I love Dickens, warts and all. Sometimes he is sententious, and (like the mediocre modern I am) at such points I am willing to listen non-ironically. This bit here struck me hard enough to stop and write it down:
I mean a man whose hopes and aims may sometimes lie (as most men's sometimes do, I dare say) above the ordinary level, but to whom the ordinary level will be high enough after all if it should prove to be a way of usefulness and good service leading to no other. All generous spirits are ambitious, I suppose, but the ambition that calmly trusts itself to such a road, instead of spasmodically trying to fly over it, is of the kind I care for. It is Woodcourt's kind.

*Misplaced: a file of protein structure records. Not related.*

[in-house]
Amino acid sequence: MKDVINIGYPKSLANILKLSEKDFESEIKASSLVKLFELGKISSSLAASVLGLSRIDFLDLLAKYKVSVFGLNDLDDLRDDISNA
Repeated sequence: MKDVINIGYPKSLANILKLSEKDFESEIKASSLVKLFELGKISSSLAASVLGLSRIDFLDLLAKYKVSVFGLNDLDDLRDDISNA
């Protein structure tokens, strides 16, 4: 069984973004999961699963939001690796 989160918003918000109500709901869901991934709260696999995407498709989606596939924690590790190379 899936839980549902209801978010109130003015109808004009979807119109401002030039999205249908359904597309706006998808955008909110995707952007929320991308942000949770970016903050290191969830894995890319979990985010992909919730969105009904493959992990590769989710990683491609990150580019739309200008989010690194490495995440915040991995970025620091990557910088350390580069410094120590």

(John Jarndyce to Esther Summerson, Bleak House, ch. 60)
Woodcourt is, of course, one of the heroes of the story. It is a heroism that is attractive to me.
Here is a similar idea, from the Screwtape Letters
. In the satirically inverted logic of that book, the “Enemy” is God, the enemy of the devils but the author of good:
The Enemy wants to bring the man to a state of mind in which he could design the best cathedral in the world, and know it to be the best, and rejoice in the, fact, without being any more (or less) or otherwise glad at having done it than he would be if it had been done by another.
(C.S. Lewis, Screwtape Letters, ch. 14)
Though I will be happy with a good Bazaar, I also dream of Cathedrals. Put whatever name you like on it, as long as I get some part in the fun of building a good one.